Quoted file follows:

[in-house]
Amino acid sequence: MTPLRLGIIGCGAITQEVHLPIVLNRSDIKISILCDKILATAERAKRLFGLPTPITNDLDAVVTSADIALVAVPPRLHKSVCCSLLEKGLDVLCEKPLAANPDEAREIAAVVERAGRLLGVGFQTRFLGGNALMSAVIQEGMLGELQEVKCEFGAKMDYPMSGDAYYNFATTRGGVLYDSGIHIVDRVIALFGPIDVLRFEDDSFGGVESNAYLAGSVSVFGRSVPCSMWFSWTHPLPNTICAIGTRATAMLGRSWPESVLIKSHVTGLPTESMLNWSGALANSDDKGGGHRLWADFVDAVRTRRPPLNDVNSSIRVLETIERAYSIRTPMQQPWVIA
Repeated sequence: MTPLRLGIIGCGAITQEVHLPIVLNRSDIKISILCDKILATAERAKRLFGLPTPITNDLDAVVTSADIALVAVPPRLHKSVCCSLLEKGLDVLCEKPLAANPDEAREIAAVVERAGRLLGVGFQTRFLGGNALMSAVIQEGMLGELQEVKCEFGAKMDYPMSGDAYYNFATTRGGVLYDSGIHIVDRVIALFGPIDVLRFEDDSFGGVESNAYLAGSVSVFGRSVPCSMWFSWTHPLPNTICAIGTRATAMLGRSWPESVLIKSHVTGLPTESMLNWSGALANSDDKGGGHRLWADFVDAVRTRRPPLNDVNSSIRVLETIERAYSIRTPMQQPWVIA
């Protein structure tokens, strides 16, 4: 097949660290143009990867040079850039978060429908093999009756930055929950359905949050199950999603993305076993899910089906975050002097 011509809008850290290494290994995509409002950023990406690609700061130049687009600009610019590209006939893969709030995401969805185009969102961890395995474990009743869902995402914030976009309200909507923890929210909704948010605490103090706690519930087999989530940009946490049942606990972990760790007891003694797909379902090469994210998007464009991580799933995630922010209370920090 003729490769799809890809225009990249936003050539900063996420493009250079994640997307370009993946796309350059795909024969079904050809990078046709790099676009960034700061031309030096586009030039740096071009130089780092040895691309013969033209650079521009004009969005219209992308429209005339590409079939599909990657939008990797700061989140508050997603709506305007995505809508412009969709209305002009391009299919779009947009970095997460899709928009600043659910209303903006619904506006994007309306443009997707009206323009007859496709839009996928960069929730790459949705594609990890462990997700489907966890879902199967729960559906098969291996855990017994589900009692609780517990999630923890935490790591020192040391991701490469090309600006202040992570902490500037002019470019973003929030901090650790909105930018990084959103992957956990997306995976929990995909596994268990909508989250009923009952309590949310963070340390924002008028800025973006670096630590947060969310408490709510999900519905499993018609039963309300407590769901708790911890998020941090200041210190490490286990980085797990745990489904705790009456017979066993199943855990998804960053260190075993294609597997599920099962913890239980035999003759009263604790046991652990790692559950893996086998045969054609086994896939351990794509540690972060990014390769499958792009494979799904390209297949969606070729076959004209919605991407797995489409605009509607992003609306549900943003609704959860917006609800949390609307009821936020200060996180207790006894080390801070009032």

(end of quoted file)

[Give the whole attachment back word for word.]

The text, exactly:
[in-house]
Amino acid sequence: MTPLRLGIIGCGAITQEVHLPIVLNRSDIKISILCDKILATAERAKRLFGLPTPITNDLDAVVTSADIALVAVPPRLHKSVCCSLLEKGLDVLCEKPLAANPDEAREIAAVVERAGRLLGVGFQTRFLGGNALMSAVIQEGMLGELQEVKCEFGAKMDYPMSGDAYYNFATTRGGVLYDSGIHIVDRVIALFGPIDVLRFEDDSFGGVESNAYLAGSVSVFGRSVPCSMWFSWTHPLPNTICAIGTRATAMLGRSWPESVLIKSHVTGLPTESMLNWSGALANSDDKGGGHRLWADFVDAVRTRRPPLNDVNSSIRVLETIERAYSIRTPMQQPWVIA
Repeated sequence: MTPLRLGIIGCGAITQEVHLPIVLNRSDIKISILCDKILATAERAKRLFGLPTPITNDLDAVVTSADIALVAVPPRLHKSVCCSLLEKGLDVLCEKPLAANPDEAREIAAVVERAGRLLGVGFQTRFLGGNALMSAVIQEGMLGELQEVKCEFGAKMDYPMSGDAYYNFATTRGGVLYDSGIHIVDRVIALFGPIDVLRFEDDSFGGVESNAYLAGSVSVFGRSVPCSMWFSWTHPLPNTICAIGTRATAMLGRSWPESVLIKSHVTGLPTESMLNWSGALANSDDKGGGHRLWADFVDAVRTRRPPLNDVNSSIRVLETIERAYSIRTPMQQPWVIA
């Protein structure tokens, strides 16, 4: 097949660290143009990867040079850039978060429908093999009756930055929950359905949050199950999603993305076993899910089906975050002097 011509809008850290290494290994995509409002950023990406690609700061130049687009600009610019590209006939893969709030995401969805185009969102961890395995474990009743869902995402914030976009309200909507923890929210909704948010605490103090706690519930087999989530940009946490049942606990972990760790007891003694797909379902090469994210998007464009991580799933995630922010209370920090 003729490769799809890809225009990249936003050539900063996420493009250079994640997307370009993946796309350059795909024969079904050809990078046709790099676009960034700061031309030096586009030039740096071009130089780092040895691309013969033209650079521009004009969005219209992308429209005339590409079939599909990657939008990797700061989140508050997603709506305007995505809508412009969709209305002009391009299919779009947009970095997460899709928009600043659910209303903006619904506006994007309306443009997707009206323009007859496709839009996928960069929730790459949705594609990890462990997700489907966890879902199967729960559906098969291996855990017994589900009692609780517990999630923890935490790591020192040391991701490469090309600006202040992570902490500037002019470019973003929030901090650790909105930018990084959103992957956990997306995976929990995909596994268990909508989250009923009952309590949310963070340390924002008028800025973006670096630590947060969310408490709510999900519905499993018609039963309300407590769901708790911890998020941090200041210190490490286990980085797990745990489904705790009456017979066993199943855990998804960053260190075993294609597997599920099962913890239980035999003759009263604790046991652990790692559950893996086998045969054609086994896939351990794509540690972060990014390769499958792009494979799904390209297949969606070729076959004209919605991407797995489409605009509607992003609306549900943003609704959860917006609800949390609307009821936020200060996180207790006894080390801070009032």